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Finding Support During COVID-19

Published in Addiction Services, Mental Health, For the Health of It, Suicide Prevention Author: Lisa Bershok, CentraCare Suicide Prevention Program Manager

It’s both shocking and humbling to think it’s been almost one year already.

One thing that became very clear at the beginning of the COVID-19 pandemic was that separation from friends and family and isolation caused by that was going to be a major problem.

It’s been almost 12 months. Many classes shifted to online formats. People have gotten used to Zoom calls. And how to stream church and school events on YouTube.

Thankfully, vaccines have been developed and are now being distributed to help offer protection from this virus. But the problems caused by separation and isolation — including increased calls to crisis lines, increases in addiction, anxiety and stress — are still with us today.

So it’s still important to know where to find support and resources if you or a loved one need help. It is OK to seek help.

  • If you worry someone you care about may be having thoughts of suicide, ask them openly and directly if they are having thoughts of suicide. Call the National Suicide Prevention Lifeline (1-800-273-8255) to learn about resources available to you and your loved one. Review more suicide prevention resources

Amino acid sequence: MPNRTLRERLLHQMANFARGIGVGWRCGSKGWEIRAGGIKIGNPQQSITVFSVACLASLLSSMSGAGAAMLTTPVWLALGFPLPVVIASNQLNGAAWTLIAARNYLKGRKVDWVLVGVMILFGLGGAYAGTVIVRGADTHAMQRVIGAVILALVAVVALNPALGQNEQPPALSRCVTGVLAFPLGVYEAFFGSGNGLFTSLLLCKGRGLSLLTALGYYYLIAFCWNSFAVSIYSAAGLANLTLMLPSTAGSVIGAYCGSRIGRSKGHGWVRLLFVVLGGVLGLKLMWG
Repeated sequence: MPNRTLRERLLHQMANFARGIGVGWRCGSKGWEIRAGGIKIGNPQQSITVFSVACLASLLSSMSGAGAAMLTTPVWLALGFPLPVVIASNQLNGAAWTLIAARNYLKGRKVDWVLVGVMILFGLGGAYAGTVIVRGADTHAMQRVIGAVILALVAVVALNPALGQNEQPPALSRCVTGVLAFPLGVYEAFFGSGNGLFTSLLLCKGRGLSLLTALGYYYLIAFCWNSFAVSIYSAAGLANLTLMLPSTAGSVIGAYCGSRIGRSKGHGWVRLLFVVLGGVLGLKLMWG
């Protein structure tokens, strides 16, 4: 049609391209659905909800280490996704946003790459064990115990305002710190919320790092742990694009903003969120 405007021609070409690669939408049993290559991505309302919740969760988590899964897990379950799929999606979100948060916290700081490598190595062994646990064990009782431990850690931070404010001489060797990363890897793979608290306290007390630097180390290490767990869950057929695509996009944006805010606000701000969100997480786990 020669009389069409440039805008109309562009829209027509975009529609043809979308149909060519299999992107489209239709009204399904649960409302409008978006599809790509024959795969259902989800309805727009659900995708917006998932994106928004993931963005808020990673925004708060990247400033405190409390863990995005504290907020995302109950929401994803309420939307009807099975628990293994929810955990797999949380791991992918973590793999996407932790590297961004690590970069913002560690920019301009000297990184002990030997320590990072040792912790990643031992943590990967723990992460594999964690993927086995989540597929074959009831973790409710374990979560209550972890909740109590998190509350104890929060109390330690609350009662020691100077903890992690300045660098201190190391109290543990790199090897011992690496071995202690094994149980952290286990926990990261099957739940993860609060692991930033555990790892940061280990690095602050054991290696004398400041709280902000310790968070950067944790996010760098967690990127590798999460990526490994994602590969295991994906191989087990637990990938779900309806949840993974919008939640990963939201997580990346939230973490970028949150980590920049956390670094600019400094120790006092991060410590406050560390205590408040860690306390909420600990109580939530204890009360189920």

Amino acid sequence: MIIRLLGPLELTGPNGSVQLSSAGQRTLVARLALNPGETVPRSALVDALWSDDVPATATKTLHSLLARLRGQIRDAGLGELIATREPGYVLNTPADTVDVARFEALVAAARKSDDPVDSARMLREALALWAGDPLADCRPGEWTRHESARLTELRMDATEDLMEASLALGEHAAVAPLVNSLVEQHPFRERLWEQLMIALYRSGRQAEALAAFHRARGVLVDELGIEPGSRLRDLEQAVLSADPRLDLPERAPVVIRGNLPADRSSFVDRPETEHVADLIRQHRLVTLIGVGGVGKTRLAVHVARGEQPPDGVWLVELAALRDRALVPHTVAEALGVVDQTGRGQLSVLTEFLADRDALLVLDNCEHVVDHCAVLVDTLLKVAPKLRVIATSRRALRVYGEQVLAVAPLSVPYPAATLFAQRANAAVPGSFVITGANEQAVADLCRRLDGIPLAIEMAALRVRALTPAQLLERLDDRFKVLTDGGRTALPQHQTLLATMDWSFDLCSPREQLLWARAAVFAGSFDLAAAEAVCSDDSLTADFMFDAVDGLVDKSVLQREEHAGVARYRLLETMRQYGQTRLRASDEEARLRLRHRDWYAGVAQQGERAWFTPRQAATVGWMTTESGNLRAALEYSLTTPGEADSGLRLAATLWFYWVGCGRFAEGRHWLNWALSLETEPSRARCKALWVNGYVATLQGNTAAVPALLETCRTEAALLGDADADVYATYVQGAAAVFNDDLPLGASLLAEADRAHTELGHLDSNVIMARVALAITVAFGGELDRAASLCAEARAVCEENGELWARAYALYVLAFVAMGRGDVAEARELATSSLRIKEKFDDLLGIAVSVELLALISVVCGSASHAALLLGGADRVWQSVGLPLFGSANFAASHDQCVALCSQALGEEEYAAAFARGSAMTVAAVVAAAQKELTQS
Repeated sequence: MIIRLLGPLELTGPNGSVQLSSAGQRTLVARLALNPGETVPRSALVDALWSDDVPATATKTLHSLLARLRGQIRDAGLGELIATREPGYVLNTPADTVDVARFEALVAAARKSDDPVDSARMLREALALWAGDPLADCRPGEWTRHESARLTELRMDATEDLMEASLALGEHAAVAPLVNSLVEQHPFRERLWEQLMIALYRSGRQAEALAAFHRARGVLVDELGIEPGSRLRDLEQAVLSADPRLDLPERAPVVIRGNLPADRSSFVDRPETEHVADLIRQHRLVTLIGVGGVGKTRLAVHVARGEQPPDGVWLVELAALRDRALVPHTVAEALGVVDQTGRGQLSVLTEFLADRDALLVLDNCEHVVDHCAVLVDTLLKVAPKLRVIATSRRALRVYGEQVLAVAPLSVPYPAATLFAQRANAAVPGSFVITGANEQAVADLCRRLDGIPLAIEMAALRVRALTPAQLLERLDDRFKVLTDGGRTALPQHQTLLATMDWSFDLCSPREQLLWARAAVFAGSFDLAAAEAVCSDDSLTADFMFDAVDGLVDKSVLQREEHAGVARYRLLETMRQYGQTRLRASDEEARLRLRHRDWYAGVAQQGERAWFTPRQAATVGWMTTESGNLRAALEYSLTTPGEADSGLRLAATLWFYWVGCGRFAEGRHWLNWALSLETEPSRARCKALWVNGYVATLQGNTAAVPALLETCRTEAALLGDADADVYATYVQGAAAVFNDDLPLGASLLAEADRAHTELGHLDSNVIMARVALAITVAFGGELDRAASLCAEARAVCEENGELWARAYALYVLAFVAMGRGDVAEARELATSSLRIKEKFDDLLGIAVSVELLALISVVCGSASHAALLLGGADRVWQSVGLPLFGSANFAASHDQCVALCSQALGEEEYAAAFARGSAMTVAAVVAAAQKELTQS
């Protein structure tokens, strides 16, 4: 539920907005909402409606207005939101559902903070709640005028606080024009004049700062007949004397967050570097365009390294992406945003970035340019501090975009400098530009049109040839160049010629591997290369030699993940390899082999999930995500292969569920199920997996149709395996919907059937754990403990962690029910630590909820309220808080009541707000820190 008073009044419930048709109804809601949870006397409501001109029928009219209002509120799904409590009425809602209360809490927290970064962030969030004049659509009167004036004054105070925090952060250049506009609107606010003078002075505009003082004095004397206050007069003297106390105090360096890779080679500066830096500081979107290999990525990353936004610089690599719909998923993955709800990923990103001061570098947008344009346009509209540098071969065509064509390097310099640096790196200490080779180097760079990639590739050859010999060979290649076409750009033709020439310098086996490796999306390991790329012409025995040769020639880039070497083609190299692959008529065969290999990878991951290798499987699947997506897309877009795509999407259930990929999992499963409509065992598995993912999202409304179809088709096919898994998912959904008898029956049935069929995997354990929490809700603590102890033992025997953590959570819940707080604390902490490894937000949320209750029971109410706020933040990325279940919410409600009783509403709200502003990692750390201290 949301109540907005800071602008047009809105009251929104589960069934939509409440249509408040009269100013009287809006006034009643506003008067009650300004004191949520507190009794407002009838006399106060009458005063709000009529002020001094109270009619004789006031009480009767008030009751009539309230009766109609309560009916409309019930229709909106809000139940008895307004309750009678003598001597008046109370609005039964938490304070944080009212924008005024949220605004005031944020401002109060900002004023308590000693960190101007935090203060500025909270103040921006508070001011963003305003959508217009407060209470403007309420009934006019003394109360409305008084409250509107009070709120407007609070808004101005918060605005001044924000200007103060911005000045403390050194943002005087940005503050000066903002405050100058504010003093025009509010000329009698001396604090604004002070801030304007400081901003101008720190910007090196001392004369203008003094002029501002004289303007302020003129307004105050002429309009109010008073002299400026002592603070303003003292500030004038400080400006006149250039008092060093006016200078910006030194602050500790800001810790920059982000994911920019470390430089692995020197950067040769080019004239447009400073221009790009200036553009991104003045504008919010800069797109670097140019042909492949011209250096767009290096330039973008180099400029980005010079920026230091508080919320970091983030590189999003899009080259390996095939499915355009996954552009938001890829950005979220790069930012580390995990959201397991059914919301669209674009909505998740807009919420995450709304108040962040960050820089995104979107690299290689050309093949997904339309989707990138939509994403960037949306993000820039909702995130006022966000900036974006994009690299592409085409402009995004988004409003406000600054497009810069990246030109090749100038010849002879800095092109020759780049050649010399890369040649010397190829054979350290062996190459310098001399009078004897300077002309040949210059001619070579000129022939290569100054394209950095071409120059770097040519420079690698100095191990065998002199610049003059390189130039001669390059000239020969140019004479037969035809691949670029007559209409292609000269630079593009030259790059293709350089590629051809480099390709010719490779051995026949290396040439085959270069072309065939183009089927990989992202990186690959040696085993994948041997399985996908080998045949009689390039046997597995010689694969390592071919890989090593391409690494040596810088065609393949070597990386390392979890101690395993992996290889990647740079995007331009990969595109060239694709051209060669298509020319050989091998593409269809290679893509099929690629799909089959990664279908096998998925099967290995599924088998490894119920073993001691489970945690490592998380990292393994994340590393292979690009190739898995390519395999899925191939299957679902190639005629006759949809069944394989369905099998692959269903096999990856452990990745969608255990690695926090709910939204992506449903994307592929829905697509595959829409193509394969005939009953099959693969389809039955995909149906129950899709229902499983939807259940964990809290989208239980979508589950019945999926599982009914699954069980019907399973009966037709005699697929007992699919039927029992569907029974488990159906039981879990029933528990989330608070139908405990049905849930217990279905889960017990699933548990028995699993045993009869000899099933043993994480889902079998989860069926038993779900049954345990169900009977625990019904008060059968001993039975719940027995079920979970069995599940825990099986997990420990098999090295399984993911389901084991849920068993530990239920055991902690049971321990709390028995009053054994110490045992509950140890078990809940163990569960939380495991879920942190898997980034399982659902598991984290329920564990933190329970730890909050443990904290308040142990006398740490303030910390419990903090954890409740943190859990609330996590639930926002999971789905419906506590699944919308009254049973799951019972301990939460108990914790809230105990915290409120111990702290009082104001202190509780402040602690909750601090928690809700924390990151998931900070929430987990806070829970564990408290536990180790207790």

• Be familiar with crisis and warm lines that work to help address loneliness, anxiety, depression and other feelings that can bring on a mental crisis. You do not need to be in crisis to call the warm line – anyone can seek their support. Review social isolation resources from Mental Health Minnesota
  • It can be intimidating to find a therapist, or even difficult to know where to start. If you have one, use your employee assistance program. You can contact a health care provider, your health insurance company, or check out to find mental health and substance use disorder resources in Minnesota.
  • A little recognition can go a long ways. Make a special effort to connect with anyone in your workplace or community who may be particularly vulnerable. Talking about hardships can be uncomfortable, but just acknowledging that someone is struggling truly does help.
  • Maintain your well-being by connecting to your support system in any way that you can. Some supports have shifted to virtual formats. It is important to find the resources that work for you. But also know that this is temporary. Some supports, even if they are imperfect, are better than no supports.